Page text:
Ipoh Echo’s EYE HEALTH series continues with Consultant Eye Surgeon Dr S.S. GILL talking to us about CORNEAL ABRASIONS.
A corneal abrasion is a scratch injury to the cornea. The cornea is the clear dome-shaped transparent, outermost part of the eye. You can liken this part of the eye to the windscreen of your car. Injuries to this part of the eye occur commonly in both kids and adults. It usually occurs when some sand or dust enters the eye.
What are the causes?
The eye has natural barriers like the eyelashes to prevent particles or foreign bodies from entering the eyes. When a foreign particle enters the eye, the eye responds by producing a flood of tears to try and wash away the foreign particles.
The problem comes about when the foreign object remains in the eye and is in contact with the cornea in such a way that it scratches, cuts, or damages the surface. This is made worse when the person rubs the eye in an effort to get it out – which most often happens in kids! You can envision this simple action of rubbing the eye to have an effect of sandpaper on the cornea because of the trapped particle underneath the eyelid rubbing against the surface of the cornea.
Many things can enter the eye to damage or scratch the cornea. These include sand particles, dust, ceiling board flakes, wood shavings, insects, sparks from a fire, cooking oil pieces of paper or the edge of a sheet of paper and even a person’s own fingernails! Other things that may damage the cornea are chemicals, poor handling of contact lenses and eye make-up or facial cleansers used when a woman goes for a facial treatment.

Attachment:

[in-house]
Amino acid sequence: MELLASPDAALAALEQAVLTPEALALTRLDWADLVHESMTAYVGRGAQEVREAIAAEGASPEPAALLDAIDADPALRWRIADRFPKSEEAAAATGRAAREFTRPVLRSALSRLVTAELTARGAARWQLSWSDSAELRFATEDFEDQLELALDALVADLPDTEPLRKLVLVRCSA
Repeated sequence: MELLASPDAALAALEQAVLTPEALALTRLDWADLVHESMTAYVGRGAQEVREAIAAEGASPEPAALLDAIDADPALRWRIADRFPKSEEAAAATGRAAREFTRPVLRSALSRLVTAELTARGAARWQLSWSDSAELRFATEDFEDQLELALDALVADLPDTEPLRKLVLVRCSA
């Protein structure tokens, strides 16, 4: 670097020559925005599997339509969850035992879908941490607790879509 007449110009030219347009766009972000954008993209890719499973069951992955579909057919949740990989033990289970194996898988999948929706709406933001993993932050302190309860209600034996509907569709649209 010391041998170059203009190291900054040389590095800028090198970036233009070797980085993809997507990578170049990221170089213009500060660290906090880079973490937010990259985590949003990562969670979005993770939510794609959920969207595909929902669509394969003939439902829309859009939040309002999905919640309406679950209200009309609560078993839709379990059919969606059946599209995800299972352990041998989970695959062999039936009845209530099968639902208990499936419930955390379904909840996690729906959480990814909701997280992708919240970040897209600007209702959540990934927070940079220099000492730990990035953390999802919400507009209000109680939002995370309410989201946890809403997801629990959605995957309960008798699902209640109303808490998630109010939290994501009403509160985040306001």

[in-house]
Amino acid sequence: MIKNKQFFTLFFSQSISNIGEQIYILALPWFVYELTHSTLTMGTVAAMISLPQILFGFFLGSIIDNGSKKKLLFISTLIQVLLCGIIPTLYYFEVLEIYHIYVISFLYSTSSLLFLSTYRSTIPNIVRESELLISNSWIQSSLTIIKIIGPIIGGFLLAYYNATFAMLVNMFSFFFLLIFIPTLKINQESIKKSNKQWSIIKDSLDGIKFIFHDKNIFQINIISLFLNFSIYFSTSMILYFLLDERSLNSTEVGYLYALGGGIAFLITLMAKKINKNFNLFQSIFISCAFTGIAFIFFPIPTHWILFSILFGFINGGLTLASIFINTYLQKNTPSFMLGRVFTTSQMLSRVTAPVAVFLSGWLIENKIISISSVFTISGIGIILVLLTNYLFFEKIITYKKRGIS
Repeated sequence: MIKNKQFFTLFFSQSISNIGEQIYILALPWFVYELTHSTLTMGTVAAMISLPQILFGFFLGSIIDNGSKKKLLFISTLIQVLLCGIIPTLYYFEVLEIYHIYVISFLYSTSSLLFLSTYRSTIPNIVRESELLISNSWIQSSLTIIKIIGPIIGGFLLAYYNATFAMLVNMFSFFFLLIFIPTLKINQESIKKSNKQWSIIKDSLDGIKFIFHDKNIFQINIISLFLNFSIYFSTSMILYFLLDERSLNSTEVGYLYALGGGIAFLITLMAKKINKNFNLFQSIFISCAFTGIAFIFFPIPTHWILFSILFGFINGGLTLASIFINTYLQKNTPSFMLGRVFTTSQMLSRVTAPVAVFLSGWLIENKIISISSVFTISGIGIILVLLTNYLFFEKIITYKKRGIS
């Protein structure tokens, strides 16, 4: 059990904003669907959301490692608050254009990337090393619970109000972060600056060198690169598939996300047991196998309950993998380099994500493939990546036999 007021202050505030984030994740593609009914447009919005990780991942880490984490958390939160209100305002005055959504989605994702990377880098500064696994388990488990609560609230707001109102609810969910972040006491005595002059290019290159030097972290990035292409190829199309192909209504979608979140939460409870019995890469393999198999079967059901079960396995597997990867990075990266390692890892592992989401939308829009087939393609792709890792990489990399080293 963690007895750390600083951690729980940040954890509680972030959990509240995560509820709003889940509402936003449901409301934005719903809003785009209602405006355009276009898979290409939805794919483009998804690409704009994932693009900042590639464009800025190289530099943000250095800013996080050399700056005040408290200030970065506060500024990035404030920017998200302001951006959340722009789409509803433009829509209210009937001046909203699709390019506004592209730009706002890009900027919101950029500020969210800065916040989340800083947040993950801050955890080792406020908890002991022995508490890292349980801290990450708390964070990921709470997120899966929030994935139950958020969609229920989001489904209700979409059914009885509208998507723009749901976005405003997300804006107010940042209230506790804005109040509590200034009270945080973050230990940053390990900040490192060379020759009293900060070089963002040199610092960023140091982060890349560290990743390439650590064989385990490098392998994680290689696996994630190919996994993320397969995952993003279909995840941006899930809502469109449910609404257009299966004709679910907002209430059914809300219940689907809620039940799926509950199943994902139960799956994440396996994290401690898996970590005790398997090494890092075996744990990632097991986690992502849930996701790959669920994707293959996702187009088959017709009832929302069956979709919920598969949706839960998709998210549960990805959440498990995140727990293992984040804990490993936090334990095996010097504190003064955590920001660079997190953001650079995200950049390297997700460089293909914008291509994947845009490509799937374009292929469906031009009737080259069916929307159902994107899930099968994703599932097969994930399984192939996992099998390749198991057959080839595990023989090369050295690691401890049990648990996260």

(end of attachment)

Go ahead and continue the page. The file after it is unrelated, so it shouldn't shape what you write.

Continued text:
Firstly, this will almost certainly be painful. Secondly, because of the way in which the cornea functions, it often causes vision disturbances. Often there will be a stinging or burning in the eye along with blurry vision in the affected eye.
Some of the other symptoms include the following:
- Photophobia: the eye is hypersensitive to light.
- Hyperaemia: the eye is bloodshot or red.
- Lacrimation: tearing or watering from the eye is usually excessive and persistent.
- Foreign body sensation in the eye: a sensation of a something stuck in the eye.
- Eyelid oedema: swelling of the eyelids may occur.
How is it diagnosed?
Well, the history of something getting into the eye is quite classical. Should you or your child be exposed to something like this, DO NOT RUB THE EYE but flush the eye out with tap water or sterile normal saline if you have some of this at home. It is best to seek professional help if you are unsure of whether or not the foreign particle has come out of the eye or not, more so if you still have symptoms.
Your GP will look for any particles still present in the affected eye. Often, the doctor will flush out the eye with normal saline solution in an attempt to flush minute particles that may not be so easily visible with a torchlight examination. If the cornea is extensively abraded, often the GP will refer the patient to the eye doctor.
The eye doctor will be able to determine if the particle is still there and also determine the extent of the corneal abrasion. Often, the eye doctor will confirm the presence of the corneal abrasion by instilling a special stain called fluorescein into the eye. Then, using cobalt blue filtered light, any corneal abrasion will light up a bright green fluorescent colour – to reveal the extent of the corneal abrasion. (See adjacent picture)
How serious is this?
Corneal abrasions if treated properly heal completely and do not cause any trouble. Corneal abrasions only cause trouble if they get secondarily infected and end up as corneal ulcerations that may even lead to blindness. Rarely, corneal abrasions do not heal well and the layer of epithelium (outer layer of cornea) refuses to close up permanently, resulting in frequent breakdown known as persistent corneal epithelial defects. Should you suffer from any symptoms that are prolonged, do seek professional eye treatment.
For more information, call Gill Eye Specialist Centre at Hospital Fatimah (05-545 5582) or email firstname.lastname@example.org.